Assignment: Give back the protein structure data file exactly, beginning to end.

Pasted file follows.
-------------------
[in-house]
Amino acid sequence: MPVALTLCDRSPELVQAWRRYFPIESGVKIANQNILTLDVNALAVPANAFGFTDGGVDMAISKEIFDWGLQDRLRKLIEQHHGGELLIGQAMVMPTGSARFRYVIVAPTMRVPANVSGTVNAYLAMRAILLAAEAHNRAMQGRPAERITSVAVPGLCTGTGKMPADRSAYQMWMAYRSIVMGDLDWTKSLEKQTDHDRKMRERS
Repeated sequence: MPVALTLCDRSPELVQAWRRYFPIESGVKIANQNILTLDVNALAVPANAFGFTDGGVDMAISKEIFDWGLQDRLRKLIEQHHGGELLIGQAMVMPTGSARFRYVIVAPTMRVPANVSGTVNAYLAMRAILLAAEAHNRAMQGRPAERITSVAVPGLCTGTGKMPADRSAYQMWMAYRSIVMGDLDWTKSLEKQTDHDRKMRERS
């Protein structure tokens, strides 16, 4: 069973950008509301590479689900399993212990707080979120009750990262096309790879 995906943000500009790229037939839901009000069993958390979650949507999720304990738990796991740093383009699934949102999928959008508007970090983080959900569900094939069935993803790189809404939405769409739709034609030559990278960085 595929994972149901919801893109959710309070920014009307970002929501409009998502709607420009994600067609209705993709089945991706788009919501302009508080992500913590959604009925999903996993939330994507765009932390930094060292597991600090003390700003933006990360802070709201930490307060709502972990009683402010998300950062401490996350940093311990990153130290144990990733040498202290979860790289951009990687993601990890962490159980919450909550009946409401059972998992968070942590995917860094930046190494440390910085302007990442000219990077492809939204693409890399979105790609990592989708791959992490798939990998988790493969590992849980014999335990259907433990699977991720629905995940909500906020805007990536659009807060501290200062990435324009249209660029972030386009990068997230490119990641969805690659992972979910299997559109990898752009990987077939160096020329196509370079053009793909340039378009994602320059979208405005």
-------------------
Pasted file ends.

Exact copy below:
[in-house]
Amino acid sequence: MPVALTLCDRSPELVQAWRRYFPIESGVKIANQNILTLDVNALAVPANAFGFTDGGVDMAISKEIFDWGLQDRLRKLIEQHHGGELLIGQAMVMPTGSARFRYVIVAPTMRVPANVSGTVNAYLAMRAILLAAEAHNRAMQGRPAERITSVAVPGLCTGTGKMPADRSAYQMWMAYRSIVMGDLDWTKSLEKQTDHDRKMRERS
Repeated sequence: MPVALTLCDRSPELVQAWRRYFPIESGVKIANQNILTLDVNALAVPANAFGFTDGGVDMAISKEIFDWGLQDRLRKLIEQHHGGELLIGQAMVMPTGSARFRYVIVAPTMRVPANVSGTVNAYLAMRAILLAAEAHNRAMQGRPAERITSVAVPGLCTGTGKMPADRSAYQMWMAYRSIVMGDLDWTKSLEKQTDHDRKMRERS
């Protein structure tokens, strides 16, 4: 069973950008509301590479689900399993212990707080979120009750990262096309790879 995906943000500009790229037939839901009000069993958390979650949507999720304990738990796991740093383009699934949102999928959008508007970090983080959900569900094939069935993803790189809404939405769409739709034609030559990278960085 595929994972149901919801893109959710309070920014009307970002929501409009998502709607420009994600067609209705993709089945991706788009919501302009508080992500913590959604009925999903996993939330994507765009932390930094060292597991600090003390700003933006990360802070709201930490307060709502972990009683402010998300950062401490996350940093311990990153130290144990990733040498202290979860790289951009990687993601990890962490159980919450909550009946409401059972998992968070942590995917860094930046190494440390910085302007990442000219990077492809939204693409890399979105790609990592989708791959992490798939990998988790493969590992849980014999335990259907433990699977991720629905995940909500906020805007990536659009807060501290200062990435324009249209660029972030386009990068997230490119990641969805690659992972979910299997559109990898752009990987077939160096020329196509370079053009793909340039378009994602320059979208405005």